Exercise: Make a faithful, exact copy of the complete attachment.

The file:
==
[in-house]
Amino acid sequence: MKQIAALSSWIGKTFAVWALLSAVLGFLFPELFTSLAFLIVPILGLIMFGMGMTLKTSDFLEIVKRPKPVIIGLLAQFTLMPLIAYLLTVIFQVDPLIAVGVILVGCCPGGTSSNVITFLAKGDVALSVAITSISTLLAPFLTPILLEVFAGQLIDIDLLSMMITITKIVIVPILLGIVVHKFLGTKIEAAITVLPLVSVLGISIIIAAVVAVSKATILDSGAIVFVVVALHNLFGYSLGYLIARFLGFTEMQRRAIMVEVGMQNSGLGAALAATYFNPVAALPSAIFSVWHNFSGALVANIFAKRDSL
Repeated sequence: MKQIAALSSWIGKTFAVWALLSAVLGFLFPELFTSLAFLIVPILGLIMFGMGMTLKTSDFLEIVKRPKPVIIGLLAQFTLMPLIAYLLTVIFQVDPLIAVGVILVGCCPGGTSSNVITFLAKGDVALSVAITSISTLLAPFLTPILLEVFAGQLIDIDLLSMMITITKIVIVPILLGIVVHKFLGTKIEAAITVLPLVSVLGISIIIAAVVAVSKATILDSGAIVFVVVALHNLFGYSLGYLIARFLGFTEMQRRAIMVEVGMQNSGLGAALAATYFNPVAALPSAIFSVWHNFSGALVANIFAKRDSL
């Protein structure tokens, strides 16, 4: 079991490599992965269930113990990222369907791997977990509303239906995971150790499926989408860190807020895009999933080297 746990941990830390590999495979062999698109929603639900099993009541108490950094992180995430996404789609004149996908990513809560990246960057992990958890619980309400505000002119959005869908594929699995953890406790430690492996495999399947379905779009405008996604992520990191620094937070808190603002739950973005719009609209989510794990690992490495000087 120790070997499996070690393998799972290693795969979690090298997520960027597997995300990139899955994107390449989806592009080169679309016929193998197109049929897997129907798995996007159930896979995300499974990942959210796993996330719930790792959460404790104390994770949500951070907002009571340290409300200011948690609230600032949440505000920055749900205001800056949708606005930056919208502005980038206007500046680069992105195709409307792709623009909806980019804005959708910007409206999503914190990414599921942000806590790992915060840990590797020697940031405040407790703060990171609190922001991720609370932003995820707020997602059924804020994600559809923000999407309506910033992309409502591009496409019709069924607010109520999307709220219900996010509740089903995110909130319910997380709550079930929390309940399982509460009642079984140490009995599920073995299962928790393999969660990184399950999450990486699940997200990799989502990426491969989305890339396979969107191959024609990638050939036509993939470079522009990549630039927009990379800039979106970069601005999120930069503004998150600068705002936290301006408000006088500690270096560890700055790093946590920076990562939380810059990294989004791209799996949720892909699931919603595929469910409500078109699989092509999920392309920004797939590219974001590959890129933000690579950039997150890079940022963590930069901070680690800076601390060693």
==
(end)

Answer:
[in-house]
Amino acid sequence: MKQIAALSSWIGKTFAVWALLSAVLGFLFPELFTSLAFLIVPILGLIMFGMGMTLKTSDFLEIVKRPKPVIIGLLAQFTLMPLIAYLLTVIFQVDPLIAVGVILVGCCPGGTSSNVITFLAKGDVALSVAITSISTLLAPFLTPILLEVFAGQLIDIDLLSMMITITKIVIVPILLGIVVHKFLGTKIEAAITVLPLVSVLGISIIIAAVVAVSKATILDSGAIVFVVVALHNLFGYSLGYLIARFLGFTEMQRRAIMVEVGMQNSGLGAALAATYFNPVAALPSAIFSVWHNFSGALVANIFAKRDSL
Repeated sequence: MKQIAALSSWIGKTFAVWALLSAVLGFLFPELFTSLAFLIVPILGLIMFGMGMTLKTSDFLEIVKRPKPVIIGLLAQFTLMPLIAYLLTVIFQVDPLIAVGVILVGCCPGGTSSNVITFLAKGDVALSVAITSISTLLAPFLTPILLEVFAGQLIDIDLLSMMITITKIVIVPILLGIVVHKFLGTKIEAAITVLPLVSVLGISIIIAAVVAVSKATILDSGAIVFVVVALHNLFGYSLGYLIARFLGFTEMQRRAIMVEVGMQNSGLGAALAATYFNPVAALPSAIFSVWHNFSGALVANIFAKRDSL
């Protein structure tokens, strides 16, 4: 079991490599992965269930113990990222369907791997977990509303239906995971150790499926989408860190807020895009999933080297 746990941990830390590999495979062999698109929603639900099993009541108490950094992180995430996404789609004149996908990513809560990246960057992990958890619980309400505000002119959005869908594929699995953890406790430690492996495999399947379905779009405008996604992520990191620094937070808190603002739950973005719009609209989510794990690992490495000087 120790070997499996070690393998799972290693795969979690090298997520960027597997995300990139899955994107390449989806592009080169679309016929193998197109049929897997129907798995996007159930896979995300499974990942959210796993996330719930790792959460404790104390994770949500951070907002009571340290409300200011948690609230600032949440505000920055749900205001800056949708606005930056919208502005980038206007500046680069992105195709409307792709623009909806980019804005959708910007409206999503914190990414599921942000806590790992915060840990590797020697940031405040407790703060990171609190922001991720609370932003995820707020997602059924804020994600559809923000999407309506910033992309409502591009496409019709069924607010109520999307709220219900996010509740089903995110909130319910997380709550079930929390309940399982509460009642079984140490009995599920073995299962928790393999969660990184399950999450990486699940997200990799989502990426491969989305890339396979969107191959024609990638050939036509993939470079522009990549630039927009990379800039979106970069601005999120930069503004998150600068705002936290301006408000006088500690270096560890700055790093946590920076990562939380810059990294989004791209799996949720892909699931919603595929469910409500078109699989092509999920392309920004797939590219974001590959890129933000690579950039997150890079940022963590930069901070680690800076601390060693």